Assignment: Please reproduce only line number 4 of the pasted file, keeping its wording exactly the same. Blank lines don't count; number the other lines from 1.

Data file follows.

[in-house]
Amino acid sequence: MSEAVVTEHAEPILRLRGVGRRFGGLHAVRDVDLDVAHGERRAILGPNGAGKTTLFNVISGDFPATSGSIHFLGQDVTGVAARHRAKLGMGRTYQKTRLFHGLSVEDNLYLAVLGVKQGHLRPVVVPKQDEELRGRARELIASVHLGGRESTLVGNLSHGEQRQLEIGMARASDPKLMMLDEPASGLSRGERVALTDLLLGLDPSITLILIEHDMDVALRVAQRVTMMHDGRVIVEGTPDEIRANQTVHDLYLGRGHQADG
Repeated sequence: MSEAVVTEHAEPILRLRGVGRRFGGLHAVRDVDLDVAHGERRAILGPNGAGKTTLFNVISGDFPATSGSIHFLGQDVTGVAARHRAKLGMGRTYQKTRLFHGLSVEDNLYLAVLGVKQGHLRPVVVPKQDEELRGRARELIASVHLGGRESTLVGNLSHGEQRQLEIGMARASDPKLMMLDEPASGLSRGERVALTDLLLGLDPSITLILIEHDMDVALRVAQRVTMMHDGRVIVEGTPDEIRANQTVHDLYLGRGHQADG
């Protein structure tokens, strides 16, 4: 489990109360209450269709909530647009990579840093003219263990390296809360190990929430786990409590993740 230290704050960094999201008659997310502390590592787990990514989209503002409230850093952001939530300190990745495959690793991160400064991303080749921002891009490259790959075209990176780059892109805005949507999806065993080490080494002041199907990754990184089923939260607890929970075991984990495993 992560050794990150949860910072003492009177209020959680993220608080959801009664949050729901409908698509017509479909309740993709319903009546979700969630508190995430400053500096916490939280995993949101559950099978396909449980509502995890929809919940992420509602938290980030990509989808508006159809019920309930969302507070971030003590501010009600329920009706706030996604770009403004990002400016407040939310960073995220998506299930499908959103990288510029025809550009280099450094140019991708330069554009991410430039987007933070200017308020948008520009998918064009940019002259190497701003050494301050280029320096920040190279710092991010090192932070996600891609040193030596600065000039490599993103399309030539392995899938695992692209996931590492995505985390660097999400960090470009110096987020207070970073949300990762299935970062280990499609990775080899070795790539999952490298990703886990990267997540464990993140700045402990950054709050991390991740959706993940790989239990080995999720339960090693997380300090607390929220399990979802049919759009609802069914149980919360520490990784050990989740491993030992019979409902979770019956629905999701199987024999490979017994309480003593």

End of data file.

């Protein structure tokens, strides 16, 4: 489990109360209450269709909530647009990579840093003219263990390296809360190990929430786990409590993740 230290704050960094999201008659997310502390590592787990990514989209503002409230850093952001939530300190990745495959690793991160400064991303080749921002891009490259790959075209990176780059892109805005949507999806065993080490080494002041199907990754990184089923939260607890929970075991984990495993 992560050794990150949860910072003492009177209020959680993220608080959801009664949050729901409908698509017509479909309740993709319903009546979700969630508190995430400053500096916490939280995993949101559950099978396909449980509502995890929809919940992420509602938290980030990509989808508006159809019920309930969302507070971030003590501010009600329920009706706030996604770009403004990002400016407040939310960073995220998506299930499908959103990288510029025809550009280099450094140019991708330069554009991410430039987007933070200017308020948008520009998918064009940019002259190497701003050494301050280029320096920040190279710092991010090192932070996600891609040193030596600065000039490599993103399309030539392995899938695992692209996931590492995505985390660097999400960090470009110096987020207070970073949300990762299935970062280990499609990775080899070795790539999952490298990703886990990267997540464990993140700045402990950054709050991390991740959706993940790989239990080995999720339960090693997380300090607390929220399990979802049919759009609802069914149980919360520490990784050990989740491993030992019979409902979770019956629905999701199987024999490979017994309480003593």